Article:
According to a study published in Circulation: Cardiovascular Quality and Outcomes, women are still harboring too much fear to report dangerous symptoms. We don't want to appear to be hypochondriacs, and surveys show that women who report these symptoms to male doctors often get quickly dismissed; they are told that it's all probably just acid reflux or gas. Ugh.
We must know the real facts about heart disease — our lives literally depend on it.
2. Alzheimer's Disease
Two-thirds of individuals suffering from Alzheimer's Disease are women, and it's not just because we tend to live longer than men. In fact, women are twice as likely to develop Alzheimer's than breast cancer.
Scientists are finding that the Alzheimer's gene simply has a more significant impact on women than on men, and some brain scans show that, once it hits us, it worsens more quickly. Women over 65 have a one in six chance of developing Alzheimer's, yet men only face a one in 11 chance.
Stanford University conducted a study on both men and women who carried the ApoE-4 gene; compared to females who don't possess this gene, men's risk only slightly increased while women's rose twofold. Doctors can't figure out exactly why this is the case, although they hypothesize that it's because of how the gene interacts with estrogen. Once we hit menopause, we're automatically at a much higher risk.
There are also a disproportionate number of women who are caring for those with Alzheimer's — more than twice as many women than men are giving up their jobs, sacrificing money, and devoting immense amounts of time to look after individuals who suffer from this debilitating disease.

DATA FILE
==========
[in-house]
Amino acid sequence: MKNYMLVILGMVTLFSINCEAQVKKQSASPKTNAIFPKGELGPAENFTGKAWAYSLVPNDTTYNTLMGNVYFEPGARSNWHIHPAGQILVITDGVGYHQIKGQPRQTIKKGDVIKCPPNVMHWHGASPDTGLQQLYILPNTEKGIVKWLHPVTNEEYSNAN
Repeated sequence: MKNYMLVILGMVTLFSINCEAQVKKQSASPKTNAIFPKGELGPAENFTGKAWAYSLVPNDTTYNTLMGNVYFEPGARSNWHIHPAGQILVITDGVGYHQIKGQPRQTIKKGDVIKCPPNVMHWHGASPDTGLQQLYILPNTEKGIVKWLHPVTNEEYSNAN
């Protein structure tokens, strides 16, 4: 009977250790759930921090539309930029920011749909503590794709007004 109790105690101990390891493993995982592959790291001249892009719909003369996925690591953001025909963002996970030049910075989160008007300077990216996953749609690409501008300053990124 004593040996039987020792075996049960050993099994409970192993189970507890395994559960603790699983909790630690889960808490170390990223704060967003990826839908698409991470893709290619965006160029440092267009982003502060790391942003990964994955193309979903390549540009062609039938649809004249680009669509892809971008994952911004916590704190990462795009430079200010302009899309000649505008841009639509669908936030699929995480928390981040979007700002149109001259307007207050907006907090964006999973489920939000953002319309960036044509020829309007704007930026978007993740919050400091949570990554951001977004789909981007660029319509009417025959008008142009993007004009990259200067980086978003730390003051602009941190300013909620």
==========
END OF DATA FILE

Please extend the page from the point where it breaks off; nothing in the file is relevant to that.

3. Mental Illness
There's no denying that women are at a higher risk of suffering from diseases like clinical depression, acute anxiety, and eating disorders than men are. Women are 40 percent more likely to develop mental health conditions of any kind, according to a 2013 study by Oxford University. Professor Daniel Freeman, who conducted this research, told the Guardian that our gender is 75 percent more likely to be diagnosed with depression and 60 percent more likely to report an anxiety condition. Nearly a quarter of all women in the world will wrestle with a mental illness at some point in their lives.
Although we're quicker to open up the conversation about our mental health with doctors and we're generally the more "ruminative" sex, these numbers are frighteningly high, making us wonder what else is going on that puts us in this position. One reason is that stress hormones have a lasting effect on our brains, more so than men, who seem to have a stronger resilience to them. (Dudes possess a specific "molecular dance," in which hormone receptors retreat into the cell at a faster rate.) Factors like societal pressures and high rates of female abuse and assault definitely play their parts as well, so we should never be ashamed to get help.